Tag: devops

  • Peeling the stinky onion that expresses the beautiful simplicity of cloud

    Peeling the stinky onion that expresses the beautiful simplicity of cloud

    With 1 line we can have a postgresql 10 image running. We stand on the shoulders of giants, and are efficient. Maybe we should take an early and long lunch after that exertion? I mean, why bother to poke under the covers? But what risks did we just introduce to our organisation? Lets take a […]

  • Cloud billing ~= Telco billing?

    Cloud billing ~= Telco billing?

    I have a ton of experience in telecom charging, rating, billing. I’ve testified before regulators on it, I’ve implemented it at carriers, I’ve given strategy sessions to telecom carrier board of directors on it. And one thing it is not is simple. Imagine the complexity of: my-circle/friends-and-family (zero-rate) evenings and weekends 611 services calls zero […]

  • The naked cloud: elasticsearch is stretch but doesn’t cover security

    The naked cloud: elasticsearch is stretch but doesn’t cover security

    Similar to the previous post, there are a lot of infrastructural components that support today’s modern fancy application stacks. One of them, Elasticsearch, is the example used in this post. Its a simple schema-less database that allows you to scale in and out, drop stuff in, and query later. Add a blob and some keys […]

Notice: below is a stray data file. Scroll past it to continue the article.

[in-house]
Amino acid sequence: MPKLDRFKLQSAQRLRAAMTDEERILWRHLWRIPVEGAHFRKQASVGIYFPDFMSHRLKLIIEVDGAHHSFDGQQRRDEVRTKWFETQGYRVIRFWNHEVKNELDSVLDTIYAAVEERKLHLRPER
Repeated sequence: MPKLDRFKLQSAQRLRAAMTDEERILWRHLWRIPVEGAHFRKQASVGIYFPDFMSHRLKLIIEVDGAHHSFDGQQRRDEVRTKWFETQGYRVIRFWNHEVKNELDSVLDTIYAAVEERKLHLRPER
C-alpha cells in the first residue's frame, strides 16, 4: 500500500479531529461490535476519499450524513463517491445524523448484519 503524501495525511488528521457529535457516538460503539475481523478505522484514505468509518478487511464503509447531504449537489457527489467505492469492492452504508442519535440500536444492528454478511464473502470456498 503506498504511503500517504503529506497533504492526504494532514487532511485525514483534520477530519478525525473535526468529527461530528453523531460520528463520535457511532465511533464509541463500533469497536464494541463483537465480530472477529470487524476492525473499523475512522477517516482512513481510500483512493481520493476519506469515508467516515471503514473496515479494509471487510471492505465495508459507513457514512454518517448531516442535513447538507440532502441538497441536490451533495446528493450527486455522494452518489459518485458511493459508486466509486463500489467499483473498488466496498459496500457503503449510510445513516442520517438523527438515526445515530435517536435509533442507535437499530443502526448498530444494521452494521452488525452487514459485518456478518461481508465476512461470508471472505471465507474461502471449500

• The naked cloud: insecure by design (or, how you can’t push a rope)

    The naked cloud: insecure by design (or, how you can’t push a rope)

    An evolution is well underway in IT architectures. In the early days, the number of computers were small (and they were in special rooms with physical security). As applications moved out to smaller servers, they stayed in these data centres, and complex network rules (firewalls etc) were deployed to control access to the *machine*. Sets […]

  • Et tu Redis? Another spear in the ‘trusted environment’ ideal

    Et tu Redis? Another spear in the ‘trusted environment’ ideal

    It pains me to say this, but trust is over-rated. You see I grew up in an era of Internet trust. Where you could just expect people would not sniff your telnet password, that port-25 wouldn’t be abused to send spam. I just wrote about etcd, and how its ideal deployment model (trust everyone who […]